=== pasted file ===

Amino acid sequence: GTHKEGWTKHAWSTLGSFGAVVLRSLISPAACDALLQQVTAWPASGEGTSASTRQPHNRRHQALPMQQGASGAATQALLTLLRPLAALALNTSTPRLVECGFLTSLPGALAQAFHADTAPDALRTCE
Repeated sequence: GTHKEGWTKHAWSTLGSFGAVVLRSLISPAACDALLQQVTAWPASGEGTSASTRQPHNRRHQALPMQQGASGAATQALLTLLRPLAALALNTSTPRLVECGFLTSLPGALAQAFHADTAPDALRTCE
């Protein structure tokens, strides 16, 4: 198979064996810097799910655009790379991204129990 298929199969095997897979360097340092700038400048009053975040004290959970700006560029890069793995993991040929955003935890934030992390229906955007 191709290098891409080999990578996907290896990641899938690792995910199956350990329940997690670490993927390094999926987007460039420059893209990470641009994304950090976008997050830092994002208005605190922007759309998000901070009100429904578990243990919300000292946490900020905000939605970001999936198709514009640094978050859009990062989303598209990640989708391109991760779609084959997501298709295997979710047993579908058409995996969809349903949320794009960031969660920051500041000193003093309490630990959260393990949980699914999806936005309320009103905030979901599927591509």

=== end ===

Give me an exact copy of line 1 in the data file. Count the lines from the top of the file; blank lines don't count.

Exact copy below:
Amino acid sequence: GTHKEGWTKHAWSTLGSFGAVVLRSLISPAACDALLQQVTAWPASGEGTSASTRQPHNRRHQALPMQQGASGAATQALLTLLRPLAALALNTSTPRLVECGFLTSLPGALAQAFHADTAPDALRTCE